The John Simon Guggenheim Memorial Foundation last week announced recipients in the U.S. and Canada of 180 fellowships from nearly 3000 applicants. Fellows in this 85th year of the program include seven who are jazz-related: composer-pianists Billy Childs (winner of two Grammies in 2006), Ryan Cohan (Chicago-based, in trumpeter Orbert Davis's ensembles) and Chuck Owen (prof of jazz studies at University of South Florida, Tampa), trumpeter-composer-educator Wadada Leo Smith (of the AACM, a professor at California Institute of the Arts), professors Thomas Brothers (a Louis Armstrong expert at Duke University) and Ingrid Monson (Harvard's Quincy Jones Professor of African-American music) and choreographer Jawole Willa Jo Zollar of the dance troupe Urban Bush Women

No information about the no-strings financial awards connected to the fellowship is available, but the one-time grants last year were reported to be in the neighborhood of $35,000. Congrats to all.

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April 11, 2009 6:12 PM | | Comments (0)
Guitarist Al di Meola, recently of Return to Forever's reunion tour, takes me to task for not knowing his most recent recordings -- during WNYC's "Soundcheck Smackdown," which pitted me "against" Will Layman (of PopMatters.com) regarding jazz fusion's legacy, moderated by John Schaefer.

Di Meola let it be known that he agrees that some of Return to Forever's music is bombastic -- and over-long! He describes 2008 RTF juggernaut as a nostalgia trip, fun for a while, but eventually not so much. He said keyboardist-composer-RTF leader Chick Corea, despite his vaunted interest in communication, didn't pay attention to di Meola's opinion that audiences didn't want 20 minute unaccompanied solos and two-song second halves of concerts. 

Taking di Meola at his word -- "My composing has grown, developed" -- I'm going to give quick listens to his most recent albums, in "Fusion Wars part 2," asap.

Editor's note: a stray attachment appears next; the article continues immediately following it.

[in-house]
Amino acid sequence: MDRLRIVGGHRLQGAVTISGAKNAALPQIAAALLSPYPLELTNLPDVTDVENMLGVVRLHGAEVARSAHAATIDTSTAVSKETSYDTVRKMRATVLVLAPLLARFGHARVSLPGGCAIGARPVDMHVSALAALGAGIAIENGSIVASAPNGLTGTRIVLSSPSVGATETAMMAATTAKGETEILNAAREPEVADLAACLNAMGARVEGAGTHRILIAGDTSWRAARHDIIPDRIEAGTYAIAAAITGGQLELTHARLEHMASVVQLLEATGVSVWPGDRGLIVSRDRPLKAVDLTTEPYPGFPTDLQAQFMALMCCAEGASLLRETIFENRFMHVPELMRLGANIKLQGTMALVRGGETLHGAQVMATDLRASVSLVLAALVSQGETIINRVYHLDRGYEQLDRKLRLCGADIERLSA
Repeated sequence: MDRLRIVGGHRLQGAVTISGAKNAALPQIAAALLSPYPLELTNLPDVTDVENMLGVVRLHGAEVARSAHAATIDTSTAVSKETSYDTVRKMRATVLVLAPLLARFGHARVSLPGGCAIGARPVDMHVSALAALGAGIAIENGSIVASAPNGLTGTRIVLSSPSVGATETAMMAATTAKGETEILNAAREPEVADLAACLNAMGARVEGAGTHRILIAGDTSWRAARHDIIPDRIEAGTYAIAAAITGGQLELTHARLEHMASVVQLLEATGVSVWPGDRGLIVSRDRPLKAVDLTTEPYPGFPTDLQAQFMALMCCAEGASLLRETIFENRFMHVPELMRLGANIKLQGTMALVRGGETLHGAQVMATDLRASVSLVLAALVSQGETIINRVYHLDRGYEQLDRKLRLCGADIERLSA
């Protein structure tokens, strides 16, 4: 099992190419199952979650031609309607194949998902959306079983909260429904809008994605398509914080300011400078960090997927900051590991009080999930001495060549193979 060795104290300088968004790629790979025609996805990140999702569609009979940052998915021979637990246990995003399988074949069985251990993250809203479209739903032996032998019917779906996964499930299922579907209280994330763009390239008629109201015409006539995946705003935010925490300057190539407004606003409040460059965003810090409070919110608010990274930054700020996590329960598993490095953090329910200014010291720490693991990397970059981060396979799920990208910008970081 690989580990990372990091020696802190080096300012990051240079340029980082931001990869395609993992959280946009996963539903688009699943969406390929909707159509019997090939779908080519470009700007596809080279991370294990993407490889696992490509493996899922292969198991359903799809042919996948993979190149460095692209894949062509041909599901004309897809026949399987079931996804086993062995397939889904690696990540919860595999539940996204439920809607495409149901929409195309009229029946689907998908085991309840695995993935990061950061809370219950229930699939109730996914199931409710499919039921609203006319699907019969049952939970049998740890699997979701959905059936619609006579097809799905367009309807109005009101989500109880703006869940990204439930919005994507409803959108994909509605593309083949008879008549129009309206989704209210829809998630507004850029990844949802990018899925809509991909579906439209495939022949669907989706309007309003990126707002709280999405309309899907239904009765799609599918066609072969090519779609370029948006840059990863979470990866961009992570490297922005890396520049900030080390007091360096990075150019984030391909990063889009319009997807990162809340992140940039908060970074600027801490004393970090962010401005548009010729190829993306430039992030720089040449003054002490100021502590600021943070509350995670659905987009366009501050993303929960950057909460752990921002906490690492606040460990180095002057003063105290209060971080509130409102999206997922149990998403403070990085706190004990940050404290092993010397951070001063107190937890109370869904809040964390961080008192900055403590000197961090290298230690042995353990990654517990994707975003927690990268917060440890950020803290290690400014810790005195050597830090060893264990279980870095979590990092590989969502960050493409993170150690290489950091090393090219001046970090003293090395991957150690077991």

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April 7, 2009 6:30 PM | | Comments (3)
ASCAP's longstanding Deems Taylor Awards recognizing excellence in music journalism has been suspended; no-charge online listening station Accujazz.com wants to be "the future of jazz radio." Seismic shifts in the music media landscape continue.
April 6, 2009 12:10 PM | | Comments (7)
Commenting after my Cecil Taylor postings, correspondent "Jake" reports
Alex Ross "publicly champions Cecil Taylor . ..  lists the rather obscure FMP big band record "Alms/Tiergarten (Spree)" as among his favorite pop/jazz recordings and wrote an appreciation of the maestro (paired with Sonic Youth) in The New Yorker way back in '98 . I wish more classical critics and fans would deal with avant-garde jazz and vice-versa. These musics have much in common and it seems a bit arbitrary to choose one absolutely over the other. Howard, I'd be curious to know how much you seek out modern classical and what you make of it. 

Well, it's like this . . . 
April 4, 2009 2:07 PM | | Comments (3)
Pianist Cecil Taylor, live at the Village Vanguard from July 2008 with drummer Tony Oxley, was recorded for a 2-lp vinyl album titled Ailanthus/Alitssima, and one cut of it is being offered as an MP3 for a limited time, free, by the website Destination-out.com. 

Word is only 475 copies of the lp will be sold -- details on that at Triple Point Records.

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April 1, 2009 11:27 AM | | Comments (2)